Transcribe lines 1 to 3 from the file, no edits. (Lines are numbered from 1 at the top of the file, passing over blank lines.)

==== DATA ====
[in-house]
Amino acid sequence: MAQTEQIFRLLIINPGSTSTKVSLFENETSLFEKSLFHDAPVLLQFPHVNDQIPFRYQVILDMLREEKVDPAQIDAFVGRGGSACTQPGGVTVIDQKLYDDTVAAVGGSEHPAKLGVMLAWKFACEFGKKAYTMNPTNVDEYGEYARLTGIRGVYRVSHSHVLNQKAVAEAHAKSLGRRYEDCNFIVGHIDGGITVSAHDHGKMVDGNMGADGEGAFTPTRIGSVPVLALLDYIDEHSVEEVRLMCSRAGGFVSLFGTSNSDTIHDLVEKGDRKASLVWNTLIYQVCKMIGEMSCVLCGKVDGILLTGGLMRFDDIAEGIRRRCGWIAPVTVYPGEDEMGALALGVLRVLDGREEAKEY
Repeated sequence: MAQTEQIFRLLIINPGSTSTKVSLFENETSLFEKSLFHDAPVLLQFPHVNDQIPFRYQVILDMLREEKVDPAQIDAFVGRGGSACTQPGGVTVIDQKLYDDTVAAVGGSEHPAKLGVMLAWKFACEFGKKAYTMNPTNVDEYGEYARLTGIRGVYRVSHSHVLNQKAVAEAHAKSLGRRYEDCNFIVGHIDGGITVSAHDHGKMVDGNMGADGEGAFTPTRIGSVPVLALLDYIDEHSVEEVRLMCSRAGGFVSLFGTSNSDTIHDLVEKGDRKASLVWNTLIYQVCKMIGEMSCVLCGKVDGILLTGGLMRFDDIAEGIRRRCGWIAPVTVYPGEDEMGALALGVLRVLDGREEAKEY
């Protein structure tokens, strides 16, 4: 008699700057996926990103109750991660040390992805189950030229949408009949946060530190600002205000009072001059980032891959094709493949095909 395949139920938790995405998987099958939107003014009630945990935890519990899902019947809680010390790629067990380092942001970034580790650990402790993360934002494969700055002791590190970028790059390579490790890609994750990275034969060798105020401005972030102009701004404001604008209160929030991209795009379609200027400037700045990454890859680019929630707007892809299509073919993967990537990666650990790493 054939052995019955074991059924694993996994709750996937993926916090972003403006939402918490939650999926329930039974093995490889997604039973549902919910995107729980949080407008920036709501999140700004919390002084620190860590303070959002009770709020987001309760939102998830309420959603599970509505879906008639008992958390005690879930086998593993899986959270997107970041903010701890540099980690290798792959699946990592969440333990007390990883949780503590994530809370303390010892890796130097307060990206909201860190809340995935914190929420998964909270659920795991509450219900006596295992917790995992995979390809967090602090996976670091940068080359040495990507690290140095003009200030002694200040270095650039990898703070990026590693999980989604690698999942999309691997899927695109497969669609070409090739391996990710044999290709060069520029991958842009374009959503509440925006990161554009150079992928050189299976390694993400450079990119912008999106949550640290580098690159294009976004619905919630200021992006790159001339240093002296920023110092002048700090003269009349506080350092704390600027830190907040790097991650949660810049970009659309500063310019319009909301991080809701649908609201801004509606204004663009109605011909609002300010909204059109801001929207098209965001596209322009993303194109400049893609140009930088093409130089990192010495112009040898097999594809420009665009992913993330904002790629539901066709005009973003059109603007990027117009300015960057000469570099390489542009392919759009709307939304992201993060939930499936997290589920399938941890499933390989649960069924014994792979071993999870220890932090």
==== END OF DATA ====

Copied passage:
[in-house]
Amino acid sequence: MAQTEQIFRLLIINPGSTSTKVSLFENETSLFEKSLFHDAPVLLQFPHVNDQIPFRYQVILDMLREEKVDPAQIDAFVGRGGSACTQPGGVTVIDQKLYDDTVAAVGGSEHPAKLGVMLAWKFACEFGKKAYTMNPTNVDEYGEYARLTGIRGVYRVSHSHVLNQKAVAEAHAKSLGRRYEDCNFIVGHIDGGITVSAHDHGKMVDGNMGADGEGAFTPTRIGSVPVLALLDYIDEHSVEEVRLMCSRAGGFVSLFGTSNSDTIHDLVEKGDRKASLVWNTLIYQVCKMIGEMSCVLCGKVDGILLTGGLMRFDDIAEGIRRRCGWIAPVTVYPGEDEMGALALGVLRVLDGREEAKEY
Repeated sequence: MAQTEQIFRLLIINPGSTSTKVSLFENETSLFEKSLFHDAPVLLQFPHVNDQIPFRYQVILDMLREEKVDPAQIDAFVGRGGSACTQPGGVTVIDQKLYDDTVAAVGGSEHPAKLGVMLAWKFACEFGKKAYTMNPTNVDEYGEYARLTGIRGVYRVSHSHVLNQKAVAEAHAKSLGRRYEDCNFIVGHIDGGITVSAHDHGKMVDGNMGADGEGAFTPTRIGSVPVLALLDYIDEHSVEEVRLMCSRAGGFVSLFGTSNSDTIHDLVEKGDRKASLVWNTLIYQVCKMIGEMSCVLCGKVDGILLTGGLMRFDDIAEGIRRRCGWIAPVTVYPGEDEMGALALGVLRVLDGREEAKEY